At Friday's $2.17/share, the bank has a market cap of about $65M. Dean reiterated the need to recapitalize:
StarBulletin.com - Mobile Edition
Quote:
"We're going to have to raise capital," he said. "We've been very public about that, and we'll be back in the market later this year and we'll be testing the waters at the end of May and in early June to see the interest level in the private-equity market in terms of investing and helping to recapitalize the bank."
Another analyst has noted:
StarBulletin.com - Mobile Edition
Quote:
Analyst Joseph Gladue said in a research report that he anticipates the parent of Central Pacific Bank will need to raise $200 million and that with the progress the company is making, he is "slightly more optimistic" that it can survive.
Here's an interesting bit of trivia about bank equity: preferred shares can be counted as part of Tier 1 capital. Instead of having to dilute the heck out of shareholders with common stock, CPB could sell enough preferred shares to simultaneously recapitalize and achieve their FDIC-required ratios. It would still dilute the common shareholders, of course. However CPB could mess with conversion ratios and deferred dividends* to make the preferred a very attractive investment while commanding a higher share price.

In addition, Dean is a partner of Startup Capital Ventures. His experience and contacts give him plenty of access to VC money. He doesn't have to take Mike O'Neill's approach to acquiring his own bank stock-- he can have his VC firm do it for him, and for a lot more than $10M. It wouldn't be inconceivable for CPF to sell at least $50M of preferred shares, probably paying a deferred dividend and ideally convertible in 3-5 years. Presumably Startup would be able to get a piece of that.

There's just one catch to all of this good news: CPB is still not in compliance with the FDIC's six-month-old consent decree. I don't know exactly what goads the FDIC to take over a bank on a Friday night, but I suspect that lack of compliance might be enough goading. Preferred shares aren't so compelling when they're wiped out by the govt's actions.

I suspect there'll be a recapitalization announcement within the next six weeks. CPB's share price briefly surged to $3 after Dean took over, but it's since sagged back to ~$2.25. CPB's recovery (or not) is probably going to become a local case study in turnarounds, so let's hope it's a good one.

I'm enjoying my front-row seat but I'm not eager to leap onto the stage. However here are two questions:
1. What would trigger an FDIC takeover? Or to put the question more positively, what would CPB have to do to convince the FDIC to end their consent decree?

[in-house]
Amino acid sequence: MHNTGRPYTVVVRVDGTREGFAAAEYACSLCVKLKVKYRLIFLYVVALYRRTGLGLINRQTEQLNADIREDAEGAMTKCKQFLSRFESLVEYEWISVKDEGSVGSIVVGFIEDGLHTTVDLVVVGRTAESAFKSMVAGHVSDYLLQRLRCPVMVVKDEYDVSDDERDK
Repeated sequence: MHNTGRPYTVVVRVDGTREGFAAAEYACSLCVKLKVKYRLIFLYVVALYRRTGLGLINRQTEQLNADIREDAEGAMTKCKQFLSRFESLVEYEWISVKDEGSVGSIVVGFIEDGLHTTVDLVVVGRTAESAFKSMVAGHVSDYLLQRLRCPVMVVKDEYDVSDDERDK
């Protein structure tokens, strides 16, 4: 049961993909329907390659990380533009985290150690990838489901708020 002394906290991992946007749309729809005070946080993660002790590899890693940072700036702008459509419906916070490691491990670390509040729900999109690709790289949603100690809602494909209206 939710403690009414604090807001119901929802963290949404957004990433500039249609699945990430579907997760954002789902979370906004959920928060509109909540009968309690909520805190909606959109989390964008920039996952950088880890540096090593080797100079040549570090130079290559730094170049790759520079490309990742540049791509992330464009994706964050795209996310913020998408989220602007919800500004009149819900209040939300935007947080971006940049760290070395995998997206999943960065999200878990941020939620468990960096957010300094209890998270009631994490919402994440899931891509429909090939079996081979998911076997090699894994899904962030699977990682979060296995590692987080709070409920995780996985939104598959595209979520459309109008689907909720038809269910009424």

I'd especially appreciate any links to FDIC practice on Friday-night takeovers. I've been all over the FDIC website but I still don't have a firm grasp of what it takes to trigger the decision.

2. What terms for shares of preferred stock (price, dividend rate, conversion ratio) would inspire you to invest?

* IAW the FDIC consent decree, CPB is not allowed to pay shareholder dividends. However they could hypothetically issue preferred shares with a deferred dividend, thereby giving the stock a "real" value while technically complying with the consent decree.
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Old 06-05-2010, 06:38 PM   #7
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I'd especially appreciate any links to FDIC practice on Friday-night takeovers. I've been all over the FDIC website but I still don't have a firm grasp of what it takes to trigger the decision.
You're not going to find this. CPB is sinking fast and I'd bet the FDIC is trying to keep it afloat while they search for a way to dump it at the least possible cost to the insurance fund.
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Old 06-05-2010, 08:19 PM   #8
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man, you are studying a basket case. i would run...not walk.

but i'm buying bp - so what do i know
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Old 06-05-2010, 08:54 PM   #9
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I don't know if this has any useful info, but here is the consent order
http://www.fdic.gov/bank/individual/...009-12-11.pdf#
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Old 06-06-2010, 12:01 AM   #10
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I'm not trying to make the case for investing, either, but John Dean didn't just take a bottle of stupid pills. As both a turnaround artist and a venture capitalist, it would seem that there's something here worth studying and possibly learning from.

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I don't know if this has any useful info, but here is the consent order
http://www.fdic.gov/bank/individual/...009-12-11.pdf#
I suppose this is all the FDIC needs to execute their takeover. But I've realized that while we all know what happens over the weekend after the FDIC shows up at closing time, it's frequently difficult to determine exactly what led the FDIC to take those steps. I was hoping to find some list of criteria or other indicators on either their website or on some other reference website.
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Old 06-06-2010, 12:16 AM   #11
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One of the things that will spur them is deterioration.... I don't think the goodwill write down would count, but loans do...

The other is where on the pecking order are they... IOW, you might be a dead bank, but there are so many more in line you are a dead bank walking... they have to have the personal there to do the job...